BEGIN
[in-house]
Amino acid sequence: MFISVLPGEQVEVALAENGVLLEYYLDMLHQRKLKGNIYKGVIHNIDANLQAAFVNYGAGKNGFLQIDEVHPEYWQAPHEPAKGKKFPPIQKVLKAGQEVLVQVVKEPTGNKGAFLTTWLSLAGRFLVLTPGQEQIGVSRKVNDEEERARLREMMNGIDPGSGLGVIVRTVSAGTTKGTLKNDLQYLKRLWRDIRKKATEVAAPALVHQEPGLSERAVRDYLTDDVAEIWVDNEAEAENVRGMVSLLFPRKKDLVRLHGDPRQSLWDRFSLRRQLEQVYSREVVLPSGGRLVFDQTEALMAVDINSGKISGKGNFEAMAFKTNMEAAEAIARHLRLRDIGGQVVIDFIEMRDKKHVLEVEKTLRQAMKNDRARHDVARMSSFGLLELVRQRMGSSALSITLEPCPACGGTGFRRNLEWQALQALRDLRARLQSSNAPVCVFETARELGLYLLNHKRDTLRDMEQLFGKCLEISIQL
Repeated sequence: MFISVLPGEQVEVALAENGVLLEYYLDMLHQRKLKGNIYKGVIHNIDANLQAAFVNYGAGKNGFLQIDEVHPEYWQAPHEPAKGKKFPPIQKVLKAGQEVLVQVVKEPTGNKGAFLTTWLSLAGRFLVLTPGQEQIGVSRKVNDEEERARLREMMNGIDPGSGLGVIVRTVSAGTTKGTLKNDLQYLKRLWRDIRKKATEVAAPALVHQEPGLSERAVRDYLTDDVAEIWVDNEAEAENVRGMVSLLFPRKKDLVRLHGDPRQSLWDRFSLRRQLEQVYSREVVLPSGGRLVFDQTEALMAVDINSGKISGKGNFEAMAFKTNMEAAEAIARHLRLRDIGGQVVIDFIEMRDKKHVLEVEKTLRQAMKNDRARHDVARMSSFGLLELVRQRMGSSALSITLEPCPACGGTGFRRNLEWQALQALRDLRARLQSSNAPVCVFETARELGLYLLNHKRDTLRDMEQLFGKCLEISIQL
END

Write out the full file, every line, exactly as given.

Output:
[in-house]
Amino acid sequence: MFISVLPGEQVEVALAENGVLLEYYLDMLHQRKLKGNIYKGVIHNIDANLQAAFVNYGAGKNGFLQIDEVHPEYWQAPHEPAKGKKFPPIQKVLKAGQEVLVQVVKEPTGNKGAFLTTWLSLAGRFLVLTPGQEQIGVSRKVNDEEERARLREMMNGIDPGSGLGVIVRTVSAGTTKGTLKNDLQYLKRLWRDIRKKATEVAAPALVHQEPGLSERAVRDYLTDDVAEIWVDNEAEAENVRGMVSLLFPRKKDLVRLHGDPRQSLWDRFSLRRQLEQVYSREVVLPSGGRLVFDQTEALMAVDINSGKISGKGNFEAMAFKTNMEAAEAIARHLRLRDIGGQVVIDFIEMRDKKHVLEVEKTLRQAMKNDRARHDVARMSSFGLLELVRQRMGSSALSITLEPCPACGGTGFRRNLEWQALQALRDLRARLQSSNAPVCVFETARELGLYLLNHKRDTLRDMEQLFGKCLEISIQL
Repeated sequence: MFISVLPGEQVEVALAENGVLLEYYLDMLHQRKLKGNIYKGVIHNIDANLQAAFVNYGAGKNGFLQIDEVHPEYWQAPHEPAKGKKFPPIQKVLKAGQEVLVQVVKEPTGNKGAFLTTWLSLAGRFLVLTPGQEQIGVSRKVNDEEERARLREMMNGIDPGSGLGVIVRTVSAGTTKGTLKNDLQYLKRLWRDIRKKATEVAAPALVHQEPGLSERAVRDYLTDDVAEIWVDNEAEAENVRGMVSLLFPRKKDLVRLHGDPRQSLWDRFSLRRQLEQVYSREVVLPSGGRLVFDQTEALMAVDINSGKISGKGNFEAMAFKTNMEAAEAIARHLRLRDIGGQVVIDFIEMRDKKHVLEVEKTLRQAMKNDRARHDVARMSSFGLLELVRQRMGSSALSITLEPCPACGGTGFRRNLEWQALQALRDLRARLQSSNAPVCVFETARELGLYLLNHKRDTLRDMEQLFGKCLEISIQL